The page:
Academic journal article Alternatives: Global, Local, Political

Methodical Worlds: Partition, Secularism, and Communalism in India

Academic journal article Alternatives: Global, Local, Political

Methodical Worlds: Partition, Secularism, and Communalism in India

Article excerpt

Saleem Sinai, the protagonist of Salman Rushdie's Midnight's Children, was the bastard offspring of a one-shot encounter between a departing Britisher, William Methwold (last of a long line of angrezi robber barons), and Vanita, wife of a poor Maharashtrian accordionist--a proletarian Mumbaikar given to singing maudlin Broadway hits in the homes of the rich to earn his supper. The seductive allure of Methwold rose largely from the clean-cut parting that ran through the middle of his brilliantined hair. Hypnotized by its clarity and metric precision, Vanita, like many another Indian in Methwold's circle, succumbed to his charm. As the sun set on August 14, 1947, over Methwold's estate on Malabar Hills, Bombay, and Vanita went into an excruciating labor that would produce Saleem Sinai/Modern India but that she herself would not survive, Methwold stood in the center of the courtyard and his "long tapering white fingers twitched towards centre-parting, and the . . . secret was revealed, because fingers curled, an d seized hair; drawing away from his head, they failed to release their prey; and in the moment after the disappearance of the sun Mr Methwold stood in the afterglow of his Estate with his hairpiece in his hand." (1)

Rushdie may be read as suggesting that the whole enterprise of British colonialism in India was, ultimately, a con job--in the real sense that it was a confidence trick resting as much on the willingness to believe deeply on the side of the duped as it did on the machinations of the trickster. Just as the clarity and precision of Methwold's parting proved illusory, the methodical world that was to arise from the Indian subcontinent's entry into postcolonial modernity has turned out to be a promise belied, full of false solutions and con jobs, most propelled by a desire for neat and precise solutions to the vexing, but ultimately unresolvable, "problem" of human difference. Rushdie may also be read as suggesting that the business of nation building is the endless effort to colonize all forms of belonging into conformity with a simulacrum called the nation, an idealized copy based on an original that does not exist anywhere. Ultimately, the seduction of Partition lay in the belief entertained by many in the sub continent that the enormity of this rupture may bring us into conformity with an ideal and normalized original called the nation that exists ever elsewhere--an elsewhere whose coordinates can never be precisely established because it is more a statement of desire than of reality.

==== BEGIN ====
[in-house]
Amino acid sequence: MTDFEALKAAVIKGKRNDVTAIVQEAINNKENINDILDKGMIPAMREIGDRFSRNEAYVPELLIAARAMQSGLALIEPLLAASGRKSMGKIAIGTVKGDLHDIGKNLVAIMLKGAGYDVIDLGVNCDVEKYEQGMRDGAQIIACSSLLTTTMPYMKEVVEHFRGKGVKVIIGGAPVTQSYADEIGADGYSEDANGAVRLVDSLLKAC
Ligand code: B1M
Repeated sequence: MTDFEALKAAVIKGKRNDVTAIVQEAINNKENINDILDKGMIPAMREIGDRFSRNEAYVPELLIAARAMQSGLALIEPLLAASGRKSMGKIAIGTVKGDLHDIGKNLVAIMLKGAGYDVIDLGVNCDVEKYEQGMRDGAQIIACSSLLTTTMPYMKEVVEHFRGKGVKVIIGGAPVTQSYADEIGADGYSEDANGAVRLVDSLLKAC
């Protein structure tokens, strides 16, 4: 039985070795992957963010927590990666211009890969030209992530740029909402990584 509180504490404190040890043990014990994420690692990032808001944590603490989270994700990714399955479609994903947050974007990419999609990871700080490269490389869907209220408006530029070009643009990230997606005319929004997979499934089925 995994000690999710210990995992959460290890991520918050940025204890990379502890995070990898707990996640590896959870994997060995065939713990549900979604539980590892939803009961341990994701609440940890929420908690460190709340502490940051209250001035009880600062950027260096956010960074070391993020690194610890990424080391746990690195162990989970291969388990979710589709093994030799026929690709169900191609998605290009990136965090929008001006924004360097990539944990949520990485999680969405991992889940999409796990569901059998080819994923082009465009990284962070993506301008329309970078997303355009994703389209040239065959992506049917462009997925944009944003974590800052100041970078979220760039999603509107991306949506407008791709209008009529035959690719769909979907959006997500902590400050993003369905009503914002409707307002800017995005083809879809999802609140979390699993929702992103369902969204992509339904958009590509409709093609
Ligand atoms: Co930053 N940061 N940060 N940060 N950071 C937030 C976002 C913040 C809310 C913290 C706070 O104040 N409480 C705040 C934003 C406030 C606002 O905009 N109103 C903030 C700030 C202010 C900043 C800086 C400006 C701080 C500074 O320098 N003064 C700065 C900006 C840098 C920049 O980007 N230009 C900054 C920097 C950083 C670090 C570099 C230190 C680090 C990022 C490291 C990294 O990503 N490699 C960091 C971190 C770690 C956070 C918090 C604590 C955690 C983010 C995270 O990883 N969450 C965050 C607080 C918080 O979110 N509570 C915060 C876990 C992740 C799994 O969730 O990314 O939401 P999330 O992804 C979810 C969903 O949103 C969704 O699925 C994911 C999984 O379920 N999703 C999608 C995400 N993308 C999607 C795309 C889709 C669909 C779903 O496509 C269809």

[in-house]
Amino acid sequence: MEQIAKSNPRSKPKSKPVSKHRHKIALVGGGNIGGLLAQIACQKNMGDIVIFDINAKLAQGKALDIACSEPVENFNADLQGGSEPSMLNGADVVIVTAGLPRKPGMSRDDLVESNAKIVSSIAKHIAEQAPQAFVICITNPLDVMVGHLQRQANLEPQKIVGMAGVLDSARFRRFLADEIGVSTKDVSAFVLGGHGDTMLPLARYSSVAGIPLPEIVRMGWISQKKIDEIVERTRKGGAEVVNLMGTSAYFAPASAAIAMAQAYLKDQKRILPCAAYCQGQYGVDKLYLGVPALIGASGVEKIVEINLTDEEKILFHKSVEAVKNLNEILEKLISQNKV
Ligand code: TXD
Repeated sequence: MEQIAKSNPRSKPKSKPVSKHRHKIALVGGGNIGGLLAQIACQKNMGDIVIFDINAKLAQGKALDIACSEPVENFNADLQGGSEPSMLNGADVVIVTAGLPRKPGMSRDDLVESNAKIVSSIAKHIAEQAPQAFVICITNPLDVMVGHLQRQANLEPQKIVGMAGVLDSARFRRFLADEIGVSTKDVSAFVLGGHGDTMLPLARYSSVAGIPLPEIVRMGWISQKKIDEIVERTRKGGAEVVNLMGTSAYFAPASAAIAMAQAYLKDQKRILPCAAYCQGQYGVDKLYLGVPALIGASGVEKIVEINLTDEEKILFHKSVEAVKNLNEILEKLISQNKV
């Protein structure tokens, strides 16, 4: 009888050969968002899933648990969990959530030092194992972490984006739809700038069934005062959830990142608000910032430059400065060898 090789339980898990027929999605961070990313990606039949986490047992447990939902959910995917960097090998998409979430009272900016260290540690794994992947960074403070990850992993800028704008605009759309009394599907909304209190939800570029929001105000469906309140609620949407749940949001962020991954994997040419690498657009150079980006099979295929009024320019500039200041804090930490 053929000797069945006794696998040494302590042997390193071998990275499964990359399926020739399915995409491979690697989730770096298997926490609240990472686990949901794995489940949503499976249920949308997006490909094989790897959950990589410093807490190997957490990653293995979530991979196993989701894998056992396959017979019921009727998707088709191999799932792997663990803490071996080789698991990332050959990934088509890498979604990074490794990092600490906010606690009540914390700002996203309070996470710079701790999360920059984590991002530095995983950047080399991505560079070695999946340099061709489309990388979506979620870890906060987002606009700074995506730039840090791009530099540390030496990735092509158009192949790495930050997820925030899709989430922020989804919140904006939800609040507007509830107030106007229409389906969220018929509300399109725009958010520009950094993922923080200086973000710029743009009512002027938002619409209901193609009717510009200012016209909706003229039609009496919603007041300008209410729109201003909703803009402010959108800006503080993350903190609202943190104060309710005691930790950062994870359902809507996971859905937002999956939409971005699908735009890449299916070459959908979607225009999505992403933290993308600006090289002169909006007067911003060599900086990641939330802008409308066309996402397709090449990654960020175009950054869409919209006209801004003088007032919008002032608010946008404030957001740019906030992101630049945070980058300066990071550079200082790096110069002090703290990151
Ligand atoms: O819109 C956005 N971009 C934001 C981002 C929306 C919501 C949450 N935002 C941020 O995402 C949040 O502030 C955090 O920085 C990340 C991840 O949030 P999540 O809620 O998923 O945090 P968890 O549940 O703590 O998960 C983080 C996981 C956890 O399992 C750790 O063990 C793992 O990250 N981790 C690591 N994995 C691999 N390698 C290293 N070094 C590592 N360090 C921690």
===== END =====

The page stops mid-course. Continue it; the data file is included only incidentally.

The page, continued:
In this article, I engage in a series of ruminations that seek to dislodge the solidity of mainstream narratives about partition in South Asia. My reasons for doing so stem from a realization that mainstream narratives have energized and sustained the animosity and violence between communities in India, Pakistan, and Bangladesh, and are, even as I write this, preparing the ground for yet another war fought by antagonists convinced of the historical and ethical correctness of their actions and choices. There is something about the ways in which history has been narrated in South Asia that has corralled our entire future into a box labeled "The Unfinished Business of Partition," and this article is an effort to escape its confines.

Displacing the Assumed Singularity of Partition

In an influential essay written a decade ago now, Gyanendra Pandey noted the assiduousness and energy with which Partition was not talked about in mainstream histories of the subcontinent. It is variously elided as the price to pay for national independence, as an irrational and inexplicable event remarkable for its suddenness, naturalized by metaphors that removed it from the realm of human agency and seen as an aberration in the story of the coming-to-being of an immanent destiny called "India." In all these ways the actual details of the events themselves have escaped sustained or frontal attention. …

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